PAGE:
At CPAG we believe private charity alone cannot solve this problem and that major changes to government policy are needed.

The Working for Families package has been widely criticised for the speed at which it was passed into law and the lack of transparency around its development – there was no public consultation – no green paper, no white paper, no select committee process and it was passed into law in one day. No account was taken of the 230,000 children who would miss out, despite New Zealand’s human rights commitments to protect all children.

Under the UN declaration on Human Rights -everyone has the right to social security measures such as family assistance payments to the caregiver aimed at reducing poverty. Maori and Pacific Island children miss out disproportionately so the policy is also racially discriminating in outcome.

In particular, a specific component of Working for Families – the In Work Tax Credit, a child-related family assistance payment, unfairly discriminates against 230,000 of our poorest children. This adversely affects the children of those not in paid work meaning that these children – through no fault of their own – do not receive the same financial support as others. Children of beneficiaries have the right to be treated like all other low-income children. But it is not only beneficiaries’ children. As low income families lose hours of work through the troubling redundancies we are seeing or by losing work in the earthquake, their children become un-entitled to this very significant payment, even when no benefit is being accessed.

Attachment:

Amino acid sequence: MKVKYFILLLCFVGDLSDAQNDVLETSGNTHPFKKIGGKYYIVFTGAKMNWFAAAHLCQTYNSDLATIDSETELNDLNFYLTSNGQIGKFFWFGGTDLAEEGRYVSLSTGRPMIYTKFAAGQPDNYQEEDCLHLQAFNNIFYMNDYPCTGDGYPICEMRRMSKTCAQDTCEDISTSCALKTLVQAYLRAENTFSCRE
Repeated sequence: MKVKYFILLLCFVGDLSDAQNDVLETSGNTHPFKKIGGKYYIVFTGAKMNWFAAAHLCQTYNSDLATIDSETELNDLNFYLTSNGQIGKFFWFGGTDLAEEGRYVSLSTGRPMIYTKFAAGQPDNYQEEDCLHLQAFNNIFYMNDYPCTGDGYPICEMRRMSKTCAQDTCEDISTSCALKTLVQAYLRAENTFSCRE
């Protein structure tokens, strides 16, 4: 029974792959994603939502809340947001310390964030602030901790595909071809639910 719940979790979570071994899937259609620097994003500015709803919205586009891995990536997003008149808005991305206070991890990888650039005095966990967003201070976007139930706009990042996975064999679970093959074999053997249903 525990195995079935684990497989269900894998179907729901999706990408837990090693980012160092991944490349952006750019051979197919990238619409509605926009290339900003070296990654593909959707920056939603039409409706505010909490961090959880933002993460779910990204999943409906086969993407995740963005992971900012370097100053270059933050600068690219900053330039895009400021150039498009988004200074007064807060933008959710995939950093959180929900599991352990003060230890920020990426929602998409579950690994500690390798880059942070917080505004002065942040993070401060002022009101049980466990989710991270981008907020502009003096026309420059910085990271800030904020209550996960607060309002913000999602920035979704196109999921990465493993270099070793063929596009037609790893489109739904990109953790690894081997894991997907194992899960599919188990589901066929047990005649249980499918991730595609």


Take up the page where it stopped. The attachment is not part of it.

Worse the caregiver in these families can get bills from IRD for any overpayment made during this time. Some families may eke out an existence for weeks before going on a benefit and they may then find they are charged for overpayment as they were not meeting the hours of work rule for the IWTC.

In the UK, the- per child per week tax credit is now separated from work incentives. In Australia, all low income children are treated the same, making their system much more effective than ours in reducing child poverty. We did that too until this element of the undeserving poor crept in, first in 1996 and then intensified in 2006 under working for families.

A child’s needs don’t change just because the work status of their parent does. As you know, the extra $60+ per week the family misses out on currently could make a huge difference to their well-being. Since 2006 around $3 billion dollars has been denied to the poorest families- it is no wonder we are seeing such distress.

We are committed to this cause and have been pursuing the issue in the courts since 2008. We argue that this policy discriminates against children on the basis of their parents’ work status, which is prohibited under the Human Rights Act. Our case has reached the Court of and will be heard 28th and 29th of May in Wellington.